Proposed methadone clinic on Route 146 has some worried
Sutton – Town officials, business owners and residents are concerned that a building on Route 146 is the wrong location for a methadone clinic that’s proposed to operate there.
Spectrum Health Systems has leased a 2,250-square-foot space at 140 Worcester- Providence Tpke., a building that houses apartments, a lawyer’s office and a fitness studio, with plans to operate a medication assisted treatment substance program (MAT) at the property.
Participants would receive two-and-a-half to five hours of on-site education and behavior modification each week, and nurses would dispense the medication methadone there in the early morning hours. Used as part of a drug addiction detoxification and maintenance program, methadone reduces withdrawal symptoms in people addicted to heroin or other opiate drugs without causing the “high” associated with the drugs.
According to a letter to Sutton Building Commissioner John Couture from Spectrum’s COO Kurt Isaacson, the program would operate “from 6 a.m. until early evening, with the vast majority of visits occurring in the early morning hours when the medication is dispensed.”
“There’s obviously an epidemic going on with opiates in this country and this state and it’s an issue that we deal with on a daily basis. We get an overdose a month here in Sutton,” said town administrator Jim Smith. “Clearly, it’s an issue that the whole state needs to deal with. I just don’t feel this site is appropriate for this use.”
A state law known as the Dover Amendment, which exempts educational programs like Spectrum’s from limitation imposed by zoning ordinances and other regulations, has allowed Spectrum to make plans for the facility without holding public hearings, which has officials in Sutton frustrated.
“They could have at least come to the Board [of Selectmen] in executive session to talk about these plans. They signed a lease before they even met with us,” he said.
Business owners and residents at the site were just as shocked.
Kelly Greenwood, owner of Rev’ Health and Wellness, which operates in the building, took to social media to last week to ask Sutton residents to contact officials about the clinic.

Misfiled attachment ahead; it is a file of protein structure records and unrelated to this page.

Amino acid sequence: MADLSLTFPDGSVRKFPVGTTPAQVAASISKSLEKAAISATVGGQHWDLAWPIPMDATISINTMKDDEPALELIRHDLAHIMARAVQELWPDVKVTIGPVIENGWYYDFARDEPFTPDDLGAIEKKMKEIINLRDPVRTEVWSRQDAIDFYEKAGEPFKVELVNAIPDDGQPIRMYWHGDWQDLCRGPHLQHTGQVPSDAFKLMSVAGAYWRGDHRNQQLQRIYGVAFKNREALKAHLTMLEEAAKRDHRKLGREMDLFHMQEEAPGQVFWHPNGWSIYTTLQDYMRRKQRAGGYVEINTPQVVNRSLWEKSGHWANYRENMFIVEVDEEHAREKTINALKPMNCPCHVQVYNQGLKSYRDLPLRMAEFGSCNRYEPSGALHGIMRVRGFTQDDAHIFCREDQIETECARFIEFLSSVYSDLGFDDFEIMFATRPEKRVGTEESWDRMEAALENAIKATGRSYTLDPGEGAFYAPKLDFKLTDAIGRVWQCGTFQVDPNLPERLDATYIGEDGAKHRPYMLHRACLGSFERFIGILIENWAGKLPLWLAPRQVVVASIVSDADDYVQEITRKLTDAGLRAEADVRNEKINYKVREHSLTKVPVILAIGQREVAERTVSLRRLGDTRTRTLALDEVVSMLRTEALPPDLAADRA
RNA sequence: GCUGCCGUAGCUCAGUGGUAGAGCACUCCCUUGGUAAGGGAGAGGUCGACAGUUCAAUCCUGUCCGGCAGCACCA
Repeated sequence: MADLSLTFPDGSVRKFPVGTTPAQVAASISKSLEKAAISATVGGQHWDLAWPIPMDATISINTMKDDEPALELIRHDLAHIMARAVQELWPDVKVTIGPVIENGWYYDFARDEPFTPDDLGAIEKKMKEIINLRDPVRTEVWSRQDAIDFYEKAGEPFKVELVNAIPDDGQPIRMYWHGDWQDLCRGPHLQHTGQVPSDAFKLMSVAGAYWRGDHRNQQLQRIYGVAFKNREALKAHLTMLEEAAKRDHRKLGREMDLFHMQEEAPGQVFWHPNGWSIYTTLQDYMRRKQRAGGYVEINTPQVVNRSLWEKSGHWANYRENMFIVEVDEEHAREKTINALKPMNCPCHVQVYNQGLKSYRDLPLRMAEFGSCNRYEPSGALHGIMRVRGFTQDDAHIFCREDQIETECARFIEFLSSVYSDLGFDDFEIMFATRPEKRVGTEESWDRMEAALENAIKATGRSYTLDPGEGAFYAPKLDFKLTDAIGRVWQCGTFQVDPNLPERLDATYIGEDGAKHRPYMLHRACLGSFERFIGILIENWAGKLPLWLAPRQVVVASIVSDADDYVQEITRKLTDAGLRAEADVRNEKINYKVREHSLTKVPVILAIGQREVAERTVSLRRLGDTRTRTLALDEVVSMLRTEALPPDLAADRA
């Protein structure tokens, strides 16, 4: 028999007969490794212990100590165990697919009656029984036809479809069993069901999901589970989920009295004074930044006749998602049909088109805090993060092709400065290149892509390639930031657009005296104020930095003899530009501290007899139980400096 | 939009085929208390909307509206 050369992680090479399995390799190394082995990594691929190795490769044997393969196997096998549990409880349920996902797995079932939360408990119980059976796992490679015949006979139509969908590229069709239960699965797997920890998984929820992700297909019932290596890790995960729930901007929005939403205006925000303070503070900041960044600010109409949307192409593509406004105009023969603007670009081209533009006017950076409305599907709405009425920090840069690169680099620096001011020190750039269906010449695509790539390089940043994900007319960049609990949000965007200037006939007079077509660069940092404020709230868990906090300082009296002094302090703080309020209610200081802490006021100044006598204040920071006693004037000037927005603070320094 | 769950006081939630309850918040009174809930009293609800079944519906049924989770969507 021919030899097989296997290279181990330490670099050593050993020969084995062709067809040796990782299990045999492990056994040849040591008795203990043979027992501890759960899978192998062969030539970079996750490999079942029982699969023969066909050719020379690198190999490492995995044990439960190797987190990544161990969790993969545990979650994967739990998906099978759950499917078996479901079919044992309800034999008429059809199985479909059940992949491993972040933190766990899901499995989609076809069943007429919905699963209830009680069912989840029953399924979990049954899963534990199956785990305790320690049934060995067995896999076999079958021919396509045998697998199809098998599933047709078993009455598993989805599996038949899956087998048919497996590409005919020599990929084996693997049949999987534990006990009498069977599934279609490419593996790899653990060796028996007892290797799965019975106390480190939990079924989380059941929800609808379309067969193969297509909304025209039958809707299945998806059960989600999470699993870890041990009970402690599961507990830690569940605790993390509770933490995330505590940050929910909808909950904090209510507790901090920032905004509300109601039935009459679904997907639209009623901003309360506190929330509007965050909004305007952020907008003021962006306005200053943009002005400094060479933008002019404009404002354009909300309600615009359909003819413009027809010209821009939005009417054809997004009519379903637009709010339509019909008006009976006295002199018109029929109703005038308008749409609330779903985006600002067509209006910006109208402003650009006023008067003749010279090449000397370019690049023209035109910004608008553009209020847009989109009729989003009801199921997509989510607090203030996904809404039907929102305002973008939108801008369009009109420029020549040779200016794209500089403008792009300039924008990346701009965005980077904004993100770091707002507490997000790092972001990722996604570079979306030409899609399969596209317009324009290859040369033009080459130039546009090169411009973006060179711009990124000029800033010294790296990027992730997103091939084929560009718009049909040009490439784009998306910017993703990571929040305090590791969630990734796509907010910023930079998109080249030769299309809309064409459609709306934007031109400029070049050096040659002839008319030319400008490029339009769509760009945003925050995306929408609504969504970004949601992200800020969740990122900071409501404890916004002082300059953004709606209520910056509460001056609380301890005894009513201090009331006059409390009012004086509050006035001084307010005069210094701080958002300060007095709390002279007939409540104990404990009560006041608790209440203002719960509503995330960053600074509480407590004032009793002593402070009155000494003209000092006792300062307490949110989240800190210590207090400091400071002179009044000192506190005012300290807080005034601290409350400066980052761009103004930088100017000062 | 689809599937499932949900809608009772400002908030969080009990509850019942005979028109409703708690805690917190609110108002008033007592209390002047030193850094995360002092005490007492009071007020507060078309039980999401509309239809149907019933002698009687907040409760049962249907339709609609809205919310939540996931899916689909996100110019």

“We are not opposed to having a clinic, however, we feel this is not the best location for such a business,” she said. “Our key issues are [that] there are children living above the proposed location as well on the street directly abutting the property. There will an increase of traffic in an already congested area.”
Couture has until the first week of February to decide whether or not to issue a building permit. A key factor will be the building’s occupancy load.
In businesses and residences, currently 17 people occupy the building, which is fed by a private well. If occupancy exceeds 25, it triggers a public water supply issue. Public water supply would require a minimum 100-foot setback from the septic system.
Smith said Spectrum would have 125 to 150 people using the site, but noted, “I don’t know if that’s weekly, monthly, or what. But with security and the people they have employed, I definitely feel it will exceed the current occupancy limit.”
Greenwood said she feels parking would be an issue, as well.
But Isaacson said early morning clients are typically at the facility for less than ten minutes, and longer stays for classes and counseling are later in the day and staggered so that no more than a dozen would be at the facility at one time for that particular element of the program.
Spectrum currently operates at nine other sites in the state, the closest being two locations in Worcester.